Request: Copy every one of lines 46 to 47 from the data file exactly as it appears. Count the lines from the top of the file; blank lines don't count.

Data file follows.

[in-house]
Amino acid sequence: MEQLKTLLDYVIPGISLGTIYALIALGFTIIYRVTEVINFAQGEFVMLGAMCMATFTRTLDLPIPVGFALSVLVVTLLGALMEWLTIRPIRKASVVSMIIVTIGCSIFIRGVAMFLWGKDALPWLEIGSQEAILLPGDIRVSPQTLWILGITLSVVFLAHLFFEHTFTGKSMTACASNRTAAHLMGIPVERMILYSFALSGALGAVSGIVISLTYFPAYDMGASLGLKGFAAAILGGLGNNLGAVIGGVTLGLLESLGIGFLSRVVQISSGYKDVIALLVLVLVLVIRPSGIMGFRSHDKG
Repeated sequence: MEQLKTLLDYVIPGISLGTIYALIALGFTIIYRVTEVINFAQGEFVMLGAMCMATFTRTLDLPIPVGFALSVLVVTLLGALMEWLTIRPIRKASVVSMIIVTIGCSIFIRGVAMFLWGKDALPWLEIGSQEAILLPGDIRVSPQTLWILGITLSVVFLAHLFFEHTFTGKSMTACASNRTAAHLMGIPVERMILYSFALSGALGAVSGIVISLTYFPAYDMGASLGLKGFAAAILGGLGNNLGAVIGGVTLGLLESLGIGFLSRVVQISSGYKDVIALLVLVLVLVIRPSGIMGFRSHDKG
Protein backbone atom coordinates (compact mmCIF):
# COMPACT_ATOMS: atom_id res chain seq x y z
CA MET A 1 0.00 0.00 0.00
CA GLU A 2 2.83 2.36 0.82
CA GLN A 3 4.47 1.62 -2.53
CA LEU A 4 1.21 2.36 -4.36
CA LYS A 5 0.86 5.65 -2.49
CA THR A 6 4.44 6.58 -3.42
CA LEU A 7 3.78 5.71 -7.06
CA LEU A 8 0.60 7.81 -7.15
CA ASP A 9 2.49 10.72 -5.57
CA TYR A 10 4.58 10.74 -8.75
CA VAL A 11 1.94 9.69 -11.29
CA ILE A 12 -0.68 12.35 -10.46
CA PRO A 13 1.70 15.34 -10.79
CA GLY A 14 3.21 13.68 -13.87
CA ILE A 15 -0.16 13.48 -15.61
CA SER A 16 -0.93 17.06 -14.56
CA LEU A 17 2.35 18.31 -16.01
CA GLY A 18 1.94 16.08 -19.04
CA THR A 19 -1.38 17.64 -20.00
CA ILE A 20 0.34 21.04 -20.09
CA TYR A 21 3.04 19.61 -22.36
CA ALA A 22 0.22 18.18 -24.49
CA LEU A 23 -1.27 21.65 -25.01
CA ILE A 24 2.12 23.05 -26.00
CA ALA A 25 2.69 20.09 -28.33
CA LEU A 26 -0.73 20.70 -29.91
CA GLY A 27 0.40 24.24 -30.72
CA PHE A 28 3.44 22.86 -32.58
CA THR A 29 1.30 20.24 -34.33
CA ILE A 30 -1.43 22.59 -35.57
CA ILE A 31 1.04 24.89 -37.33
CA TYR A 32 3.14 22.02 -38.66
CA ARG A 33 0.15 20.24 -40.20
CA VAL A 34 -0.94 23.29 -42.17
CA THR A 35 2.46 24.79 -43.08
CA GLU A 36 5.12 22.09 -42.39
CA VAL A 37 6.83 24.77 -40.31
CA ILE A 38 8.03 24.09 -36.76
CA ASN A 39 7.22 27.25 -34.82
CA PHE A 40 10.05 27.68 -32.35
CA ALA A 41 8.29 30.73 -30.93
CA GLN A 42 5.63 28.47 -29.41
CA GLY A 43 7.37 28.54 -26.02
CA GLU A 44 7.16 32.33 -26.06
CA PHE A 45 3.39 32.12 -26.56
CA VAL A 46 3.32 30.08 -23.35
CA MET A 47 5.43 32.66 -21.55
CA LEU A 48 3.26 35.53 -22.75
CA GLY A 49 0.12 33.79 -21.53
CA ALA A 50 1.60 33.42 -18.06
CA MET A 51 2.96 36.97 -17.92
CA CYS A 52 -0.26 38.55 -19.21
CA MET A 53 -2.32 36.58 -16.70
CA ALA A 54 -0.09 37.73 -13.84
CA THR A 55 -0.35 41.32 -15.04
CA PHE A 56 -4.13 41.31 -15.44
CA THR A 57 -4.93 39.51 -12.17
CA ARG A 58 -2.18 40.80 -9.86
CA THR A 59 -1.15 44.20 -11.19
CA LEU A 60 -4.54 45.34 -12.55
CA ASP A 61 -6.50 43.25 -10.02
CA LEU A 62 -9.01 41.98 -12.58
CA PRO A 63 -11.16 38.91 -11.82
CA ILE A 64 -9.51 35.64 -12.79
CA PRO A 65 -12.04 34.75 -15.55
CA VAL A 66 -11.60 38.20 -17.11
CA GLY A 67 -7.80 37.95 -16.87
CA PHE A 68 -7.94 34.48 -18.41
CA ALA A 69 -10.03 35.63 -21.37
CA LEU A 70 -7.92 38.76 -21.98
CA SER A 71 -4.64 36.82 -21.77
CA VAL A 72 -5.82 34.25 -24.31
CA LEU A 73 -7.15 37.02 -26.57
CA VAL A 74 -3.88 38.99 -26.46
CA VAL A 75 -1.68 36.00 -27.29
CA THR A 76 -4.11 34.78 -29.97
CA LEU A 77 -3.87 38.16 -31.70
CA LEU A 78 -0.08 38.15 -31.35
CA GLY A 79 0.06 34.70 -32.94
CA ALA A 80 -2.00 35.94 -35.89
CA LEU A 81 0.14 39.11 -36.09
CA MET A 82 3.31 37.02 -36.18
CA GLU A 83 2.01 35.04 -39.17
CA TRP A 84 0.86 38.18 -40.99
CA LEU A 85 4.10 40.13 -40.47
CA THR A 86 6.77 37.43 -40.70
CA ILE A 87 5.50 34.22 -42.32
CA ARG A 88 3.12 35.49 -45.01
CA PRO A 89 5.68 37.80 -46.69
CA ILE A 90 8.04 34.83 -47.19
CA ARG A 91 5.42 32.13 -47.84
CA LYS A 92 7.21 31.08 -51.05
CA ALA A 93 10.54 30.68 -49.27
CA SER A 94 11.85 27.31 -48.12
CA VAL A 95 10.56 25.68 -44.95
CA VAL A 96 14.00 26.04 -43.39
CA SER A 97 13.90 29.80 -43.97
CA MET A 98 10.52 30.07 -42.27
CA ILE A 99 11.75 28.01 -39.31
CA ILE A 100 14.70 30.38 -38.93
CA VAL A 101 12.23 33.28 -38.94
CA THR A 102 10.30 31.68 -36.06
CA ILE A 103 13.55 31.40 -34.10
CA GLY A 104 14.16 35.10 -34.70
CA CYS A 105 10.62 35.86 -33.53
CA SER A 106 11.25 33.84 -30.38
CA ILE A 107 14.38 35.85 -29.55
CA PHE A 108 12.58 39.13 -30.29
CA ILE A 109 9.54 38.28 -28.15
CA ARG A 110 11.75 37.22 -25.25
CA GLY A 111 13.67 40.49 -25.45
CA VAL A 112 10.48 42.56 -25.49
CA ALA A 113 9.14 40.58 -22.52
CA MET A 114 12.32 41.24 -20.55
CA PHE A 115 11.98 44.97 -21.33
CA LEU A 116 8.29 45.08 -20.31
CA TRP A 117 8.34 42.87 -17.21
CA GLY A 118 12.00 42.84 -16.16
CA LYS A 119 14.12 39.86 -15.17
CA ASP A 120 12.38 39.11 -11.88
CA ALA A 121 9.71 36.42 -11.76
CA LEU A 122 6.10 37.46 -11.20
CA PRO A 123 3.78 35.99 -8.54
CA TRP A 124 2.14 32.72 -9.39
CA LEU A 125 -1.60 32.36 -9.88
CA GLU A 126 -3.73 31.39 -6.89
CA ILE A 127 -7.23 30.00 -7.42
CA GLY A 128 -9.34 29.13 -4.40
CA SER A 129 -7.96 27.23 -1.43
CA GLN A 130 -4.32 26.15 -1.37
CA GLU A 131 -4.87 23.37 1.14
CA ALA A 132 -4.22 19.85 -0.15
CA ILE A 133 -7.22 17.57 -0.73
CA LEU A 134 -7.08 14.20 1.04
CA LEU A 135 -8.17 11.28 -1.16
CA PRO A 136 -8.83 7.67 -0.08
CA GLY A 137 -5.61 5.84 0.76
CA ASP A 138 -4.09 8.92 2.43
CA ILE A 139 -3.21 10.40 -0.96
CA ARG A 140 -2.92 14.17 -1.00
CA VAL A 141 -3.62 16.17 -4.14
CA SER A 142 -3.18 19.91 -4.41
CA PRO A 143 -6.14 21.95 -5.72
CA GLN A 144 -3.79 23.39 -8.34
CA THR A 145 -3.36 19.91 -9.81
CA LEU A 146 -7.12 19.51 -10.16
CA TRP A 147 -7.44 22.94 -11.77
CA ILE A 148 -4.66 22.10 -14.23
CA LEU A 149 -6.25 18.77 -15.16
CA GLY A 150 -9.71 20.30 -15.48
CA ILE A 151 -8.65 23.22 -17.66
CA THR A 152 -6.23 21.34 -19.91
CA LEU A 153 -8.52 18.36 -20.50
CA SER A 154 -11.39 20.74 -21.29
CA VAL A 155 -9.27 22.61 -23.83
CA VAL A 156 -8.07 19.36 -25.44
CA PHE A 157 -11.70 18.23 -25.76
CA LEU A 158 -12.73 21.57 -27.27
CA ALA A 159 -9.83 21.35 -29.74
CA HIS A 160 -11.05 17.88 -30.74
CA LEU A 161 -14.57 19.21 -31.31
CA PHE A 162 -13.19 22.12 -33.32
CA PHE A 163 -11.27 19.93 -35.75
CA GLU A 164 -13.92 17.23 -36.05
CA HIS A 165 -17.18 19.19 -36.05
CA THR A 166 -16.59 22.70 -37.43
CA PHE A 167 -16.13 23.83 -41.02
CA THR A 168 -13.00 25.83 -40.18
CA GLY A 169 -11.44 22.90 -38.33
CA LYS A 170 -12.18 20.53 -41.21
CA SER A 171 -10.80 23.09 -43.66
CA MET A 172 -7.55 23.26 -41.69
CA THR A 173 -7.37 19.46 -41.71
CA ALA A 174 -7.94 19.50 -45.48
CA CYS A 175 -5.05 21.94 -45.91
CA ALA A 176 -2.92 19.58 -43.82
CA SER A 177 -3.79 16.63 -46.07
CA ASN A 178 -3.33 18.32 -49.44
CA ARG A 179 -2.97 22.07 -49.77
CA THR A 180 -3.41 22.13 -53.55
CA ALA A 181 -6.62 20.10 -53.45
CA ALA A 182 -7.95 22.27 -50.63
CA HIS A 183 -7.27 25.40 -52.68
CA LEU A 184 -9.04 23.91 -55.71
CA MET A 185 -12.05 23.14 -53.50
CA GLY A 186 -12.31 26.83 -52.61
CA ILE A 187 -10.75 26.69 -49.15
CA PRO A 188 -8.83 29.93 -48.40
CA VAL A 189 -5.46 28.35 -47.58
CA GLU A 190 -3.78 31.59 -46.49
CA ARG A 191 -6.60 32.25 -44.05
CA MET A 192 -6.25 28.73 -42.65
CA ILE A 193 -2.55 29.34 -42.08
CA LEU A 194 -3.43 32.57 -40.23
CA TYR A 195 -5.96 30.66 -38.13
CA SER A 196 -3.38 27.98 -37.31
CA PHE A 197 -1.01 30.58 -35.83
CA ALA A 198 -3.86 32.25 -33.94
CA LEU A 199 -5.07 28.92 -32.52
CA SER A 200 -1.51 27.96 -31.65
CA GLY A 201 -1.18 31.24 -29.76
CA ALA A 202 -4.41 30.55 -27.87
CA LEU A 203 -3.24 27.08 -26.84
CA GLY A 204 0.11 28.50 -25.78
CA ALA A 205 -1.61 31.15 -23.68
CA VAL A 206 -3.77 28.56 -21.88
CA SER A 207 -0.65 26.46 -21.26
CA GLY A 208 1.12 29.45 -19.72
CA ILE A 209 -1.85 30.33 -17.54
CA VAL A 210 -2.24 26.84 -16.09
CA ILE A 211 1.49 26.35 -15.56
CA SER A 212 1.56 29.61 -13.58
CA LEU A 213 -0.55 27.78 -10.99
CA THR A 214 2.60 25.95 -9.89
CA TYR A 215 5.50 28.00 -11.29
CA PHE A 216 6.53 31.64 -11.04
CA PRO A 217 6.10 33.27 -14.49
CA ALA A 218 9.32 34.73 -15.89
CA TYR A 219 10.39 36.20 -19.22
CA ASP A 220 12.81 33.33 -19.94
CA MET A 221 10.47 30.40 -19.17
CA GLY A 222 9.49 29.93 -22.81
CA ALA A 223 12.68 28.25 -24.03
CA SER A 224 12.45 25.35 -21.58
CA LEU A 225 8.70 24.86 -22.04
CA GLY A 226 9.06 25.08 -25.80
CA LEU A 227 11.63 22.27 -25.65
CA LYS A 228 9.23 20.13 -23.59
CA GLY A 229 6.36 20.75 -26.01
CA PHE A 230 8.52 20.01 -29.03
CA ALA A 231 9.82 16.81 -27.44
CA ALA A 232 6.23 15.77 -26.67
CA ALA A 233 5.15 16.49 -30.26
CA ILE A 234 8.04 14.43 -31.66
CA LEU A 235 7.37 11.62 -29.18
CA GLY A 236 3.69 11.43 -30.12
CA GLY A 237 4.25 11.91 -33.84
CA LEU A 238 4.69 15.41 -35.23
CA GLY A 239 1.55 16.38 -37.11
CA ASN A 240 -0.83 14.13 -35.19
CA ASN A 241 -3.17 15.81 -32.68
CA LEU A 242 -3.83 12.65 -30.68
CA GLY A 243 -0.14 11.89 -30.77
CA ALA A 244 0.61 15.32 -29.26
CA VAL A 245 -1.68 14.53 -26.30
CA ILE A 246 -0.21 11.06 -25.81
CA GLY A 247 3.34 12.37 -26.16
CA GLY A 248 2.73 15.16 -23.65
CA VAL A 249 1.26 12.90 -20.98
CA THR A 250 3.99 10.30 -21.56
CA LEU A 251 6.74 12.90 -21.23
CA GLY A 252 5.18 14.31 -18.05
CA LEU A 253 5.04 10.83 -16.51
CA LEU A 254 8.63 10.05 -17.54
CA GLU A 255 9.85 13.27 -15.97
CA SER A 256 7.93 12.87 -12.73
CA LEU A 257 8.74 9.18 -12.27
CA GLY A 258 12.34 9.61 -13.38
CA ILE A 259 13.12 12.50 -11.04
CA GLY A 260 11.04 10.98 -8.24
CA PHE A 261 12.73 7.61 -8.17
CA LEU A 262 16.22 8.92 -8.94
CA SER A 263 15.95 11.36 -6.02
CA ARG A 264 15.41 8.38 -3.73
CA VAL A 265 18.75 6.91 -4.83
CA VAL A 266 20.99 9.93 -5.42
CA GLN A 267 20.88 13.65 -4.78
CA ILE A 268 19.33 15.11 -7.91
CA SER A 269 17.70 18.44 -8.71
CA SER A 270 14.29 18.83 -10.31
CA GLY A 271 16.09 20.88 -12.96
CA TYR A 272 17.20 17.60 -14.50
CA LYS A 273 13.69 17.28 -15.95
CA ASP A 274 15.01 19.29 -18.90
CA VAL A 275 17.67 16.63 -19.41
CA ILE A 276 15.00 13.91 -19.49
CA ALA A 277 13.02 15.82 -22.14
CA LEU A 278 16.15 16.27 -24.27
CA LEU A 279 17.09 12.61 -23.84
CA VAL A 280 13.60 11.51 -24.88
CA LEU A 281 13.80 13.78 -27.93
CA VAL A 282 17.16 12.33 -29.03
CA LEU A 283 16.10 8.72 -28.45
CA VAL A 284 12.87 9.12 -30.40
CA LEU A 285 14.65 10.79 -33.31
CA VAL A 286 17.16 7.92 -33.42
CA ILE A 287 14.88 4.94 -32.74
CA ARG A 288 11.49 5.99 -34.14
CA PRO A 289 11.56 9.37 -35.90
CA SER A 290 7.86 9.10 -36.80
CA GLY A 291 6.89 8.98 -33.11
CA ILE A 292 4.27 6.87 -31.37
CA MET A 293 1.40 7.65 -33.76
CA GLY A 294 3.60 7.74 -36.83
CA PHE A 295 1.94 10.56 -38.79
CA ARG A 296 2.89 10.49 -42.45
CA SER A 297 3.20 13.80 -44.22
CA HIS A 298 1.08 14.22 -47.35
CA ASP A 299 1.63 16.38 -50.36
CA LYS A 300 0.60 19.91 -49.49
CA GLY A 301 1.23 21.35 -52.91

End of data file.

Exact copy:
CA ALA A 41 8.29 30.73 -30.93
CA GLN A 42 5.63 28.47 -29.41